One in five in our country does not have decent paying work. We have the greatest divide between rich and poor in 100 years. A secure retirement is now something that millions of people are quite worried about -- thanks to the behavior of the people who were entrusted with the responsibility to manage the economy. The people are begging for reform. Yet, because of a combination of the corruption of the political system (aka campaign contributions) and a simple lack of common sense and decency, greed has not abated. The opposite: it has increased and resumed its rampage.
I was a skeptic, from the outset, that the Administration's efforts to cap CEO pay would amount to much. And, today, we see evidence that the CEO class is back at the trough again:
When the Obama administration imposed restrictions on executive pay last year at some of the largest companies the government had bailed out, officials said they were aiming to set a new standard for compensation across corporate America that would discourage risky business practices.
But as firms begin to disclose last year's bonuses ahead of annual shareholder meetings, it is becoming clear that companies across a wide range of industries are paying executives in ways that officials worry will not discourage the kind of excessive short-term risk-taking that led to the financial crisis.
"I see no indication whatsoever that the business community is paying any attention to the administration's suggestions," said Nell Minow, co-founder of the Corporate Library, an independent corporate governance research firm. "On the contrary, I think pay is worse this year than it's ever been." [emphasis added]
Minow is a long-time leader and thinker on this topic so her views that things have never been worse have to be taken seriously.
The hedge fund world is feasting as well:
The Lazarus-like recovery of the nation's big banks did not benefit just the bankers -- it also created huge paydays for hedge fund managers, including a record $4 billion gain in 2009 for one bold investor who bet big on the financial sector.
...But in a startling comeback, top hedge fund managers rode the 2009 stock market rally to record gains, with the highest-paid 25 earning a collective $25.3 billion, according to the survey, beating the old 2007 high by a wide margin.
The minimum individual payout on the list was $350 million in 2009, a sign of how richly compensated top hedge fund managers have remained despite public outrage over the pay packages at big banks and brokerage firms.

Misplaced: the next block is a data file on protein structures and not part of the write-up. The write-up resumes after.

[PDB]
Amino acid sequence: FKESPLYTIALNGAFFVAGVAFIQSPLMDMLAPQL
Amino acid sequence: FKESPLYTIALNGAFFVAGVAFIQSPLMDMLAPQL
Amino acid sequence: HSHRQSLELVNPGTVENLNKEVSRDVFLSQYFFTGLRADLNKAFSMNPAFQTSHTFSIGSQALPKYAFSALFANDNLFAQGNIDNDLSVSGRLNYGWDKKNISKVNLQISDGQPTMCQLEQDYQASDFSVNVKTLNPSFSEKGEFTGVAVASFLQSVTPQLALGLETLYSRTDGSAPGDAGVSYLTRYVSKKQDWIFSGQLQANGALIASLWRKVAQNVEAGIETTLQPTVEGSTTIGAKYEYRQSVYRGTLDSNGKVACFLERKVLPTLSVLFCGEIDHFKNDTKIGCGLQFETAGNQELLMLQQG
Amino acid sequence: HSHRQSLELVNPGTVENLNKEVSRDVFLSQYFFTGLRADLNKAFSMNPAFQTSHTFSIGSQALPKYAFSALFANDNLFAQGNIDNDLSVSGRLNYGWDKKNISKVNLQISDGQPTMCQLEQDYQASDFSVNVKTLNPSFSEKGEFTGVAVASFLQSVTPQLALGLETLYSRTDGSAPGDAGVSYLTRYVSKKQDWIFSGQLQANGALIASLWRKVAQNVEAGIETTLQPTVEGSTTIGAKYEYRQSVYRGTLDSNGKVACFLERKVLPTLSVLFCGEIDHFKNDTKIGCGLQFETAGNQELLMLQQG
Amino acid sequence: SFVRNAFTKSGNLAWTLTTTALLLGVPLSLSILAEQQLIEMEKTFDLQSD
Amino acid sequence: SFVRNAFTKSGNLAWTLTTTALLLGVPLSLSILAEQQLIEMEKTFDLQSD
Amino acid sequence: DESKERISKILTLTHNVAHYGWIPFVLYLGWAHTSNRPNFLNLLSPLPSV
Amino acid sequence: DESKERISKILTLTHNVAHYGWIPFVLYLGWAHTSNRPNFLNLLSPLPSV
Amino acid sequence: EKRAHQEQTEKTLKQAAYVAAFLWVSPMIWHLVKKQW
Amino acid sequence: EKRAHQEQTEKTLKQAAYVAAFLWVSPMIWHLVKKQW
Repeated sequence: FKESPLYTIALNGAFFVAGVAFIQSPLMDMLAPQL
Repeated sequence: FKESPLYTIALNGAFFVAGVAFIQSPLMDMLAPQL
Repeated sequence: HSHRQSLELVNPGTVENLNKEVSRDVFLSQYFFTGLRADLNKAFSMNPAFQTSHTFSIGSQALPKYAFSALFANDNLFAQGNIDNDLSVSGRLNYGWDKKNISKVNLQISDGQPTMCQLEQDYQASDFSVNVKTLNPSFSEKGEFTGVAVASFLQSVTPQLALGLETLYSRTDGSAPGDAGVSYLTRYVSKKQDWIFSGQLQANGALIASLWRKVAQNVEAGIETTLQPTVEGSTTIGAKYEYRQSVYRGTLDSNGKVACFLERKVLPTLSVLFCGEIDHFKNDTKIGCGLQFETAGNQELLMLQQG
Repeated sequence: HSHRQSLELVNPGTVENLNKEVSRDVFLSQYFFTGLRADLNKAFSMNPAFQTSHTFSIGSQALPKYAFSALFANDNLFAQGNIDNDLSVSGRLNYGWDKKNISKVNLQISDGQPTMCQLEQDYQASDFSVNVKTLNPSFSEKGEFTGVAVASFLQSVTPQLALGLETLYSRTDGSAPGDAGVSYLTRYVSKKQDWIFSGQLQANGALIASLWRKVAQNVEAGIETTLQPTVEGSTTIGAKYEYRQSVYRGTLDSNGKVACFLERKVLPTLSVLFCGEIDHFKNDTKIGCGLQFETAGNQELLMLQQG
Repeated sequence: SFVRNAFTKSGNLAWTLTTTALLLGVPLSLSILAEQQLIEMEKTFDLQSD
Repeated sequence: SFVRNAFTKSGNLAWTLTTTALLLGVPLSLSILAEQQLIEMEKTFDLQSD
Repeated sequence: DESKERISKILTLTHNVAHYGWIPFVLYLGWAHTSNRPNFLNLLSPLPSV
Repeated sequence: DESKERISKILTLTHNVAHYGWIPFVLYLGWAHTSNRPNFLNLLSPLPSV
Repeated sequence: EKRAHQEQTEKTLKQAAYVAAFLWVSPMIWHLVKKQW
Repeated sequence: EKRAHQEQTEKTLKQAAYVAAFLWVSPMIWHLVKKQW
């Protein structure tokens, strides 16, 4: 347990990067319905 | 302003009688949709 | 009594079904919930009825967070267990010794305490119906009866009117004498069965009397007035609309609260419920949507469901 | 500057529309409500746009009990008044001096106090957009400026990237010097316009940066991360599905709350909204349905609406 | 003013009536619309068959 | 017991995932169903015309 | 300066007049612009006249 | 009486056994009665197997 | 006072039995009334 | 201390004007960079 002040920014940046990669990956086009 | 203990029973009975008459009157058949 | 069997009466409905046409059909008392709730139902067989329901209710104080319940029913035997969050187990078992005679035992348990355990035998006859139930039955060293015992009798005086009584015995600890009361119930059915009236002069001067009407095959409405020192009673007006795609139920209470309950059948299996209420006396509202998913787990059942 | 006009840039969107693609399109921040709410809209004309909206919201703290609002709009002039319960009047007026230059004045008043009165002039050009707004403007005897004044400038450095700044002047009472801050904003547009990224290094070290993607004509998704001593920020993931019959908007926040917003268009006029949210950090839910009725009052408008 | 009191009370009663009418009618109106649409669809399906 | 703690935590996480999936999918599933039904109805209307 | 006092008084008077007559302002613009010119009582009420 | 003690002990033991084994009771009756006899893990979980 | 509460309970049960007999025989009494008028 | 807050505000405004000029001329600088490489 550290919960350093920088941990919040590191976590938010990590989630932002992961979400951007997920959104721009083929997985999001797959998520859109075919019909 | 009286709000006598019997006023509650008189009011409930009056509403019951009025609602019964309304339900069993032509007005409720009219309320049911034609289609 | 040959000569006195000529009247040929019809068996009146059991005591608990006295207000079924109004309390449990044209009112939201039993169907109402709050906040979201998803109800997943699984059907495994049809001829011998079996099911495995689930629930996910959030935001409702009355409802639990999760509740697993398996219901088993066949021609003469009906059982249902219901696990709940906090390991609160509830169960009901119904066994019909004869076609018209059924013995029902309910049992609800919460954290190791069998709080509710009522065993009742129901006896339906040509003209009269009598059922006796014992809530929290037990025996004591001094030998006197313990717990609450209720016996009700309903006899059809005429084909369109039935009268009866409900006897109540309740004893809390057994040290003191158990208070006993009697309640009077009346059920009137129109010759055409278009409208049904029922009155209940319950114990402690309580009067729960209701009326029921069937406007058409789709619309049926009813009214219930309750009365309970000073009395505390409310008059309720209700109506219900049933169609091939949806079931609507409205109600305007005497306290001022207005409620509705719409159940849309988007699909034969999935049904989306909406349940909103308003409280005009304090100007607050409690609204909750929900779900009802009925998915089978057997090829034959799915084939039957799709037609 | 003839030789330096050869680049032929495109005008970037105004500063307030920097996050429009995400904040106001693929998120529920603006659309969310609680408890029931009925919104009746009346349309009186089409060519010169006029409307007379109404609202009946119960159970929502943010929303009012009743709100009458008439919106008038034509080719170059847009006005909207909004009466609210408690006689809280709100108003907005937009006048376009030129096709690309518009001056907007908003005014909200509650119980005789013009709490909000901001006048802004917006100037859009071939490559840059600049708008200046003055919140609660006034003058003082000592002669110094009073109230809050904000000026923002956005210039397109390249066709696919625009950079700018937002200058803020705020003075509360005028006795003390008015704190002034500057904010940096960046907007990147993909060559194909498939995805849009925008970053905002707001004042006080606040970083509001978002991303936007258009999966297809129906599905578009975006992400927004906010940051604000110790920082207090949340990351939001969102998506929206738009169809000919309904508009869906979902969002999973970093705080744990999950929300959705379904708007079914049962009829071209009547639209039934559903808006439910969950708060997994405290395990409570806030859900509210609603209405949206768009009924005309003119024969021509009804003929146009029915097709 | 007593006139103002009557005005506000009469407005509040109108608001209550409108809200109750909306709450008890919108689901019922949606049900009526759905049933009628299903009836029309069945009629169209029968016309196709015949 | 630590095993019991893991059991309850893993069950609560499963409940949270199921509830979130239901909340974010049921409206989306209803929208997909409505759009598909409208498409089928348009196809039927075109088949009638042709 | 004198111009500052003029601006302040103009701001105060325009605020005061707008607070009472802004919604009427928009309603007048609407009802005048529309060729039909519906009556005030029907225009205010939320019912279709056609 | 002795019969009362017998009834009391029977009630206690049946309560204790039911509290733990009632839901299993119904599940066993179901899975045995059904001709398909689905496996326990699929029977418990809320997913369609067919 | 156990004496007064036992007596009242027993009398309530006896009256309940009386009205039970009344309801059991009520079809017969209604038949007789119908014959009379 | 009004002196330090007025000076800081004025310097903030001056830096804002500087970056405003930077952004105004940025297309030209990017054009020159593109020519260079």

And just so we know that this is a global phenomena, via The Financial Times:
The top 400 executives of Credit Suisse will share a jackpot of more than SFr3bn when a special bonus scheme that reached maturity on Wednesday pays out next month.
The end of the bank's five-year performance incentive plan (PIP) means that Brady Dougan, chief executive and the biggest beneficiary, will receive 1.3m shares. Based on Wednesday's closing share price of SFr54.35, he stands to make SFr70m (€49m) - on top of the SFr19.3m compensation he received for 2009.
Paul Calello, head of investment banking and the second biggest beneficiary, is set to receive SFr37m, while Walter Berchtold, head of private banking, should make SFr34m.
So, these are the two main lessons:
We cannot rely on our current political leadership to change the rules of the economic game that shovel enormous wealth into the hands of the few. Those few in the CEO elite are buying off our elected officials, even people who might mean well, via our legalized but corrupt system of election financing.
Whether it is a year from now or five years or ten years, we are virtually guaranteed to have another financial crisis (built on the 30-year crisis of wage depression in our country) manufactured by the CEO elite because they will always act in a way that maximizes their wealth to the detriment of the rest of the people. That's the way the rules are set up.
That said, I believe we are in an Age of Possibility -- because the people are angry and they understand that the system is rotten. We have a choice: change the rules in a serious way, or let the people suffer.
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